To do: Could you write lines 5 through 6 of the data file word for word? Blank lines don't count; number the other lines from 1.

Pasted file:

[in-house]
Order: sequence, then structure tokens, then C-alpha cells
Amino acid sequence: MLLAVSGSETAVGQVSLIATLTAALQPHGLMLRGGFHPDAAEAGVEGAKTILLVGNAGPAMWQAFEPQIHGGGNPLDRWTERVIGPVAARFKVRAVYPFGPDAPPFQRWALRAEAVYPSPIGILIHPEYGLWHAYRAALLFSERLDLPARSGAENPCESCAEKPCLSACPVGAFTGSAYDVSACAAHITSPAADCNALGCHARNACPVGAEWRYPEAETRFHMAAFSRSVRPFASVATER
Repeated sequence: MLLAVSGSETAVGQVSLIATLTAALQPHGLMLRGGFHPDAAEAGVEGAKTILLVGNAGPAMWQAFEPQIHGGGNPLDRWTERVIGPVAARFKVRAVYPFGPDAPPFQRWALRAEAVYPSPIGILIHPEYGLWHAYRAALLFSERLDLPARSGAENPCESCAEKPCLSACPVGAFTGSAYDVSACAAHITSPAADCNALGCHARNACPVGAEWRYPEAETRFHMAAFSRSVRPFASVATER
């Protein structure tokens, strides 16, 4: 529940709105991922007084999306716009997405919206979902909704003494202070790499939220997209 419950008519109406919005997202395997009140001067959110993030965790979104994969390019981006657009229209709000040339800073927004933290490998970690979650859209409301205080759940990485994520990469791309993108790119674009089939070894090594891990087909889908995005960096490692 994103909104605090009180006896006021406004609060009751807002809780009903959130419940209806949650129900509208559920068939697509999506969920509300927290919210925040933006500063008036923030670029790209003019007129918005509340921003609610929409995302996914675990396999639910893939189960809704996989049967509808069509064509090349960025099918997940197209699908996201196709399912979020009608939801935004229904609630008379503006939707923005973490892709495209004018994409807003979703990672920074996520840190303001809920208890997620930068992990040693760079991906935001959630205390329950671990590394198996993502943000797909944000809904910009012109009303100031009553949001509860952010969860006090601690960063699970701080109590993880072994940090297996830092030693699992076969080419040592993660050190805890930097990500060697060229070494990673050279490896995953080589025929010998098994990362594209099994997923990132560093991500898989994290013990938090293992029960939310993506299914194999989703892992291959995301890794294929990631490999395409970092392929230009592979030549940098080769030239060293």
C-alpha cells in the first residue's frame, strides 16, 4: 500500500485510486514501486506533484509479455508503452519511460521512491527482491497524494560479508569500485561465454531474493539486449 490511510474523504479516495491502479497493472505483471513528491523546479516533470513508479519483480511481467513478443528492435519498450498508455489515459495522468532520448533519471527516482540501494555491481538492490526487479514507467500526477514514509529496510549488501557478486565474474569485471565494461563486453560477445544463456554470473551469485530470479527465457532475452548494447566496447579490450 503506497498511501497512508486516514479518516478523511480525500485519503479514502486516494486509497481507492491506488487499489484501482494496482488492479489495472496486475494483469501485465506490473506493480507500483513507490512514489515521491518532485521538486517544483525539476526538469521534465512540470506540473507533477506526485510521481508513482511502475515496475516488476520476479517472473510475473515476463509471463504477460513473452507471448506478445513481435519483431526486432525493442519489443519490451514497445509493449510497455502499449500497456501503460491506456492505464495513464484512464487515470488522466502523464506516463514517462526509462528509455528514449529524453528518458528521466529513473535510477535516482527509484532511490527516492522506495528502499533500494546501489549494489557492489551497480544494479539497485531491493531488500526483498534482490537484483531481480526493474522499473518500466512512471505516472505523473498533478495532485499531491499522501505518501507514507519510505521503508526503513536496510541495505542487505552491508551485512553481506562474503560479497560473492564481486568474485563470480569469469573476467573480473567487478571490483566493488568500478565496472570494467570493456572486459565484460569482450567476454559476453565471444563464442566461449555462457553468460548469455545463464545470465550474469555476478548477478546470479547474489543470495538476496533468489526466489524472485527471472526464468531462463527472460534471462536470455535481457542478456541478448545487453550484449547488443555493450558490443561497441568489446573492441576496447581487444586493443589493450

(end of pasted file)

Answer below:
């Protein structure tokens, strides 16, 4: 529940709105991922007084999306716009997405919206979902909704003494202070790499939220997209 419950008519109406919005997202395997009140001067959110993030965790979104994969390019981006657009229209709000040339800073927004933290490998970690979650859209409301205080759940990485994520990469791309993108790119674009089939070894090594891990087909889908995005960096490692 994103909104605090009180006896006021406004609060009751807002809780009903959130419940209806949650129900509208559920068939697509999506969920509300927290919210925040933006500063008036923030670029790209003019007129918005509340921003609610929409995302996914675990396999639910893939189960809704996989049967509808069509064509090349960025099918997940197209699908996201196709399912979020009608939801935004229904609630008379503006939707923005973490892709495209004018994409807003979703990672920074996520840190303001809920208890997620930068992990040693760079991906935001959630205390329950671990590394198996993502943000797909944000809904910009012109009303100031009553949001509860952010969860006090601690960063699970701080109590993880072994940090297996830092030693699992076969080419040592993660050190805890930097990500060697060229070494990673050279490896995953080589025929010998098994990362594209099994997923990132560093991500898989994290013990938090293992029960939310993506299914194999989703892992291959995301890794294929990631490999395409970092392929230009592979030549940098080769030239060293």
C-alpha cells in the first residue's frame, strides 16, 4: 500500500485510486514501486506533484509479455508503452519511460521512491527482491497524494560479508569500485561465454531474493539486449 490511510474523504479516495491502479497493472505483471513528491523546479516533470513508479519483480511481467513478443528492435519498450498508455489515459495522468532520448533519471527516482540501494555491481538492490526487479514507467500526477514514509529496510549488501557478486565474474569485471565494461563486453560477445544463456554470473551469485530470479527465457532475452548494447566496447579490450 503506497498511501497512508486516514479518516478523511480525500485519503479514502486516494486509497481507492491506488487499489484501482494496482488492479489495472496486475494483469501485465506490473506493480507500483513507490512514489515521491518532485521538486517544483525539476526538469521534465512540470506540473507533477506526485510521481508513482511502475515496475516488476520476479517472473510475473515476463509471463504477460513473452507471448506478445513481435519483431526486432525493442519489443519490451514497445509493449510497455502499449500497456501503460491506456492505464495513464484512464487515470488522466502523464506516463514517462526509462528509455528514449529524453528518458528521466529513473535510477535516482527509484532511490527516492522506495528502499533500494546501489549494489557492489551497480544494479539497485531491493531488500526483498534482490537484483531481480526493474522499473518500466512512471505516472505523473498533478495532485499531491499522501505518501507514507519510505521503508526503513536496510541495505542487505552491508551485512553481506562474503560479497560473492564481486568474485563470480569469469573476467573480473567487478571490483566493488568500478565496472570494467570493456572486459565484460569482450567476454559476453565471444563464442566461449555462457553468460548469455545463464545470465550474469555476478548477478546470479547474489543470495538476496533468489526466489524472485527471472526464468531462463527472460534471462536470455535481457542478456541478448545487453550484449547488443555493450558490443561497441568489446573492441576496447581487444586493443589493450